Gregory W. Cappelli – Director, CEO, Apollo Group, Inc.; Chairman, Apollo Global, Inc.: Let me just say something about pricing. Here’s the way we view it, no matter where you are priced certainly there are students who want the lowest possible price point. They might want $50 or $100 a credit hour to community college or very low priced option they don’t care about. The services and the grad teams and the capabilities online or adaptive learning or what not, that’s what they want. That’s the value proposition to them. There are people at the other end of that spectrum that will pay $50,000, or $60,000 or $70,000 a year because they want to be part of an exclusive community that might let in 10% or 15% or 20% of all the applicants. And then there is the middle where we’ve positioned ourselves. Wherever we’re priced, we believe that the value has to be there for the pricing. So, in the case of the University of Phoenix, we’ve elected to add capabilities we think are going to truly help people from their first touch point of providing them with assessments, helping them understand where they are in the U.S. in terms of their capabilities, what they need to do to get the career that they’re saying they want to get, help them drive a personalized roadmap for that, and then provide them all the tools that are necessary to have a highly successful outcome. And there is investment to do that. So, there’s a value proposition there that a portion of students want. We think that’s going to be the biggest portion, and that’s where the University of Phoenix is pointing right now. But it’s fair to say that we were always monitoring in every market we operate in our competitive position, which includes price as well, and we’ve made adjustments from time-to-time on a market-by-market basis and we’ll continue to do that as necessary going forward.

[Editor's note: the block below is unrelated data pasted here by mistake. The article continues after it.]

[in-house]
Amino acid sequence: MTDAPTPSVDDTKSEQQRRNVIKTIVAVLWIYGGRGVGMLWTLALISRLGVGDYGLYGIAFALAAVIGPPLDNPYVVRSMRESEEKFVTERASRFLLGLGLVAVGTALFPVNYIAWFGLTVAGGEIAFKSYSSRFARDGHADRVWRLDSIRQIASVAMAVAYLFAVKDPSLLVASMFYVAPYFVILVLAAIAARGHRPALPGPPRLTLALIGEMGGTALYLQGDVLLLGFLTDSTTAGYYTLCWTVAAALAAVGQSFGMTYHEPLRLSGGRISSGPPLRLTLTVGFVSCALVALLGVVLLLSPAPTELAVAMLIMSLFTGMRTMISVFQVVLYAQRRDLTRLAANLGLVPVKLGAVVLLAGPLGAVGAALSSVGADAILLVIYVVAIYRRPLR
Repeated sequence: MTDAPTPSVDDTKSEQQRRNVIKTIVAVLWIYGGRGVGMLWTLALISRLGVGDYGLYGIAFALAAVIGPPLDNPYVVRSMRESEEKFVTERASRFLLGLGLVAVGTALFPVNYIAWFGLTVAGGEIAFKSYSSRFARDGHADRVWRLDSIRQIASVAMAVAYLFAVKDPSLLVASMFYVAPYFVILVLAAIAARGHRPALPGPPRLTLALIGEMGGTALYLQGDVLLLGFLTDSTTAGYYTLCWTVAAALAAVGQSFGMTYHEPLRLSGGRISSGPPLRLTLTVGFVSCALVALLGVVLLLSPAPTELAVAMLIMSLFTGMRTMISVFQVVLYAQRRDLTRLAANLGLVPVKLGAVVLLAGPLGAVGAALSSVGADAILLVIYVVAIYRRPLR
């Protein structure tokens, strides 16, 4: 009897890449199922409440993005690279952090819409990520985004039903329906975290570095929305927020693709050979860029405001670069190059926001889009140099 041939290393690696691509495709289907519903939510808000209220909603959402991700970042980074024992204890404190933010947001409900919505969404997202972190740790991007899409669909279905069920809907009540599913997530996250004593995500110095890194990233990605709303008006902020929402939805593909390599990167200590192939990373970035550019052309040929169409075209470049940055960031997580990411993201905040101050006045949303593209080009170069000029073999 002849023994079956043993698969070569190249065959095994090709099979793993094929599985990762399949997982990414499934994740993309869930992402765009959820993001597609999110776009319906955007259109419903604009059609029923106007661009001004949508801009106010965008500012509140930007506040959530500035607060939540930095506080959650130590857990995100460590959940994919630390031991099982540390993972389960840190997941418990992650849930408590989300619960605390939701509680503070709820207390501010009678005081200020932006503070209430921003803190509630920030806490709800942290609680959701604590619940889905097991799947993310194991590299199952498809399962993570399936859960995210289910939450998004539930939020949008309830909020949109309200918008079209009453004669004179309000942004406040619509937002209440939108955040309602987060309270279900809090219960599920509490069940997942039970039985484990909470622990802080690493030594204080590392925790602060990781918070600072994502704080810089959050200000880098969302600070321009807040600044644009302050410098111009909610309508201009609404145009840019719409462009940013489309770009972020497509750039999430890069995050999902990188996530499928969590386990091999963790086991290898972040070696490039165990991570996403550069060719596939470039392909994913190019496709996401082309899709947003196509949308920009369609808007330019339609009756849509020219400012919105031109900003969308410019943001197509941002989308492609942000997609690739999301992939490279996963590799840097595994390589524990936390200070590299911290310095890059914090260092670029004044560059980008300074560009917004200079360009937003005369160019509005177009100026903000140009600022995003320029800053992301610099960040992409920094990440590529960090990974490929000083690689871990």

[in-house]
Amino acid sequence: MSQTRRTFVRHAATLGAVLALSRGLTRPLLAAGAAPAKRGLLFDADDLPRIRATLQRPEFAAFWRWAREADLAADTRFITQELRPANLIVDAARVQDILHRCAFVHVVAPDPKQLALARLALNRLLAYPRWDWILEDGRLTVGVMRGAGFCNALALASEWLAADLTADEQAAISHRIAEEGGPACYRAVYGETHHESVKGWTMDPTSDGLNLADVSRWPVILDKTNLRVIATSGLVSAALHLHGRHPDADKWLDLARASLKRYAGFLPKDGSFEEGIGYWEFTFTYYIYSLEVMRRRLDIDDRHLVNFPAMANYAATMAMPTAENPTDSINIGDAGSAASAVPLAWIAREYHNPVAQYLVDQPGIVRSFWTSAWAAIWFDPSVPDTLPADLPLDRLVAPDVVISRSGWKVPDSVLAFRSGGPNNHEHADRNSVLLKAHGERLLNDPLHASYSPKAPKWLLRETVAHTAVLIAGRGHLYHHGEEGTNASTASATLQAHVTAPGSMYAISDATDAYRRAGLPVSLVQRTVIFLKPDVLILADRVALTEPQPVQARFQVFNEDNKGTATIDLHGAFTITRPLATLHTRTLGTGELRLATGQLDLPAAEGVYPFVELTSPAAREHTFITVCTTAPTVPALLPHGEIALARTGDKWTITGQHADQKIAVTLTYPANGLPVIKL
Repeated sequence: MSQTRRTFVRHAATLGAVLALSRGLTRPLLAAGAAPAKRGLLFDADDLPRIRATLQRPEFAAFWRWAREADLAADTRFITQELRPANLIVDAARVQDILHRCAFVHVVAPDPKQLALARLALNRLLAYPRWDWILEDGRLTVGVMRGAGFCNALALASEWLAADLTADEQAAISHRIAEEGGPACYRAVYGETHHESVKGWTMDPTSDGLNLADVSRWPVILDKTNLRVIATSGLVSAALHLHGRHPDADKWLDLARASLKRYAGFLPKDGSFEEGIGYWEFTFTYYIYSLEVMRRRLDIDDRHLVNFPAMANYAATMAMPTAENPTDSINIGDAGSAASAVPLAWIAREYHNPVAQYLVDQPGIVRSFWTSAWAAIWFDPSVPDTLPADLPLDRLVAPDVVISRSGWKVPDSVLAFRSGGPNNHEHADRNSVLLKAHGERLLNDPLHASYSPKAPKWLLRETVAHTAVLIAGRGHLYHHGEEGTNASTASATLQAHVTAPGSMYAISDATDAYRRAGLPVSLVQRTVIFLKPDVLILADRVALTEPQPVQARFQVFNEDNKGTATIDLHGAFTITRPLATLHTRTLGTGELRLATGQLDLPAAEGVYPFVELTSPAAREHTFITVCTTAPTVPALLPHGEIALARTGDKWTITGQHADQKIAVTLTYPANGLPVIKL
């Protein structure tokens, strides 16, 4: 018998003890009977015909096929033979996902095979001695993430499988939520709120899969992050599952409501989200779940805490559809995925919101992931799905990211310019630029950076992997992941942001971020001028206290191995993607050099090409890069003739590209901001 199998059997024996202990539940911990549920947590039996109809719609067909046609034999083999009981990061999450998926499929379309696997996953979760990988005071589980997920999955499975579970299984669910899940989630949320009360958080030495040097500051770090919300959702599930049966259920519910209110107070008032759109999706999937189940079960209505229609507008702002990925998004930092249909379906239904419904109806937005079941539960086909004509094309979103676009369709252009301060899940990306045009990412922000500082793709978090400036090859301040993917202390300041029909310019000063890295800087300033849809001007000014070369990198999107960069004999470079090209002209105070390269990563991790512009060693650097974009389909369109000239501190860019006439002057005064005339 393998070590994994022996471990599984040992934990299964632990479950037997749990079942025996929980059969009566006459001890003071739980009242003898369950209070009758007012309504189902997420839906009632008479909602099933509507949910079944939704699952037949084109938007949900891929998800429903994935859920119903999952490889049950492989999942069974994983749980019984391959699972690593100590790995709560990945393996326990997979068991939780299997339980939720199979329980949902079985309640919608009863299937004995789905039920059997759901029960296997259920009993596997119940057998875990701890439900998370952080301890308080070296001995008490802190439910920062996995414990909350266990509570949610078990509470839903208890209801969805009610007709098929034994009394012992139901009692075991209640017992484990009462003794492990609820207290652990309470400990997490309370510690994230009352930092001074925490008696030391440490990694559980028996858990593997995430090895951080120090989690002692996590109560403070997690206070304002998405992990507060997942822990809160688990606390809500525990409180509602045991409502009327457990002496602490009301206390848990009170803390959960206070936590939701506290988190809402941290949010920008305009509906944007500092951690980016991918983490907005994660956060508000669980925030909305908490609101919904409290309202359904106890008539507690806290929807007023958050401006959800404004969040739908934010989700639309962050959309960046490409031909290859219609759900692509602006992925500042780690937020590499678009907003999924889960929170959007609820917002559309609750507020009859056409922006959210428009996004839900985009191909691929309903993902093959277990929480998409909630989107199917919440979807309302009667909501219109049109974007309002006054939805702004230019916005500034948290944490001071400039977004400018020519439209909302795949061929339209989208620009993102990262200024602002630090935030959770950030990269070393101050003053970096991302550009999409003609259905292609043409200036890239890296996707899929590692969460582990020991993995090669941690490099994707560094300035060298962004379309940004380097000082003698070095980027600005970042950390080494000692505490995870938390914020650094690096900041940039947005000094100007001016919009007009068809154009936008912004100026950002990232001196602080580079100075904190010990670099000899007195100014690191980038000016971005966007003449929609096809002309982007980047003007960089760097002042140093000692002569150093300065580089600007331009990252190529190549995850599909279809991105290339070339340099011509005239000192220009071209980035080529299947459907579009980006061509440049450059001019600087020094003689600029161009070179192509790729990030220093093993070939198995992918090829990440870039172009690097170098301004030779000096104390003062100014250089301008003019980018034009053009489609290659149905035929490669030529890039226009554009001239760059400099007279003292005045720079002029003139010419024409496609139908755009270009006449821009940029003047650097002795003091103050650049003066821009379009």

James Samford – Citigroup: Just a quick follow-up on uses of capital; looks like, obviously $800 million bought back this year, once the business stabilizes, any thoughts again on potentially dividends versus buybacks at this point?
Gregory W. Cappelli – Director, CEO, Apollo Group, Inc.; Chairman, Apollo Global, Inc.: Yeah, that’s always part of our conversation in terms of the uses of capital. The conversations are; what are the things that can move the enterprise value of the organization first, right; are there opportunities to expand in the places like India. We’ve talked about that or other areas in the world as we expand Apollo Global, the answer to that is yes, and we’ll continue to be prudent with that capital but invest in areas where we see high ROI long-term propositions; two, obviously, investments into the University of Phoenix, which we’re making and have made and continue to make that we talked about on this call. Share repurchases; I think we’ve repurchased 30 some percent of the float over the past two years or three years, a couple of billion dollars’ worth of stock. That continues to be part of the equation and discussions. And certainly dividends will be part of those discussions as well. So, I’m not ruling any of that out, and again, it’s a part of a good healthy capital allocation discussion with our Board that we have quarterly.